Only the U.S. Naval Academy and the Air Force Institute of Technology offer engineering degrees specifically related to weapons, but weapons design incorporates several areas of engineering, including mechanical, aeronautical, chemical and nuclear concentrations. More typical four-year engineering degrees, which might also qualify as weapons engineering training, are available from many private and public colleges and universities.

U.S. Naval Academy

The U.S. Naval Academy’s weapons and systems engineering department offers what it calls a systems engineering degree. Unlike the systems engineering programs taught by other schools, however, the U.S. Naval Academy systems degree resembles a relatively new hybrid of engineering called mechatronics, which incorporates skills from mechanical, electrical and computer engineering. Most of the topics addressed by the USNA’s systems degree are taught in the mechanical and electrical engineering departments at other colleges and universities. Some popular electives include robotics, computer vision, control systems, autonomous vehicles and communications systems.

Air Force Institute of Technology

The Graduate School of Engineering and Management at the Air Force Institute of Technology offers a degree in combating of weapons of mass destruction. This master’s level program, which lasts for six academic quarters, addresses nuclear, biological and chemical weapons technology. Students also participate in a combating WMD engineering practicum.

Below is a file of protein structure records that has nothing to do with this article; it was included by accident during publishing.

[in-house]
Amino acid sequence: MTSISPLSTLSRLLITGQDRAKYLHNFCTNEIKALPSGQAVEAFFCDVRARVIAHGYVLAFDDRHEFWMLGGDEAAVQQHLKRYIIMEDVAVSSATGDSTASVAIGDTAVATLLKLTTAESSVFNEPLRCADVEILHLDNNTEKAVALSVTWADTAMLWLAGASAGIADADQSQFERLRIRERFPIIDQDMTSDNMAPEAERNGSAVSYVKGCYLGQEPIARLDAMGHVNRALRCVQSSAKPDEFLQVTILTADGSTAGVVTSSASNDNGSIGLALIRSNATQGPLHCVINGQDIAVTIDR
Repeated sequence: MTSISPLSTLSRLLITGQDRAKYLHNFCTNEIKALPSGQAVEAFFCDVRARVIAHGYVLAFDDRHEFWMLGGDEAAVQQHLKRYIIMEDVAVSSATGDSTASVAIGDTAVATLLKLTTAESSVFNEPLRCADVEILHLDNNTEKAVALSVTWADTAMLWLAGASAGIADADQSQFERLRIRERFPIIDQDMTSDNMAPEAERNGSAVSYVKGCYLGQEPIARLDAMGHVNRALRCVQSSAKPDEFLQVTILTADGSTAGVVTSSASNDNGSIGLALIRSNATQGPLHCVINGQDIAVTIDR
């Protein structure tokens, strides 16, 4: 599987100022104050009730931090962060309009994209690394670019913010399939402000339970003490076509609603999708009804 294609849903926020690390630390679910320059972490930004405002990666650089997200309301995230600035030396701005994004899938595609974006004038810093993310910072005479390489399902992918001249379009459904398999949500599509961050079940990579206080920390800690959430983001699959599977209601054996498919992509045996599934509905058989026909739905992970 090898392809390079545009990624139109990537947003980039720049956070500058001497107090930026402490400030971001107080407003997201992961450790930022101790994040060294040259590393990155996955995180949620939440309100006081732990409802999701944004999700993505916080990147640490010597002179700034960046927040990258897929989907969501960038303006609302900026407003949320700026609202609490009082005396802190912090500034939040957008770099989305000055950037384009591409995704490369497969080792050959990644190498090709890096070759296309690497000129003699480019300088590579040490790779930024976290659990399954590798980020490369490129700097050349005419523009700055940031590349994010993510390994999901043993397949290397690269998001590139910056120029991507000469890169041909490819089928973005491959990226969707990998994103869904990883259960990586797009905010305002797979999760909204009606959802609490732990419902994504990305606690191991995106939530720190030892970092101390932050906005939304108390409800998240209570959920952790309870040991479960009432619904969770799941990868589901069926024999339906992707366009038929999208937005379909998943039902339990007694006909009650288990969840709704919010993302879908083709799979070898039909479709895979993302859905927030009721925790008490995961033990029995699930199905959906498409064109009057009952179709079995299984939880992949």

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Mechatronics Engineering

Available usually at the graduate level, mechatronics engineering instruction combines topics related to mechanical, electrical and computer engineering to train students to work with robotics, automated manufacturing equipment and artificial intelligence. Subjects covered by these programs include robotics, motion control, intelligent control, automotive systems, manufacturing, sensors, system integration, optoelectronic systems and micro devices. After graduation, mechatronics engineers work in the aerospace, automotive, medical device, electronic and other industries.

Engineering Degree

Trained engineers use math and science to solve technical problems. Available at many four-year colleges and universities, engineering degrees are usually categorized as civil, electrical, chemical or mechanical, but other specialties offered under their collective umbrella include computer, industrial, environmental, nuclear, petroleum and materials engineering. In addition to a broad liberal arts education, engineering students take advanced math and science classes, as well as technical courses related to their specialties. To independently offer their services to the public, engineers must also apply for their professional engineer’s license.

About the Author

A native Midwesterner, Kristie Bishopp has been writing professionally since 1992. She started out as a technical writer and editor for a newsletter firm, then wrote several novels published under various pen names. Bishopp holds bachelor's degrees in magazine journalism and English literature from the University of Missouri-Columbia.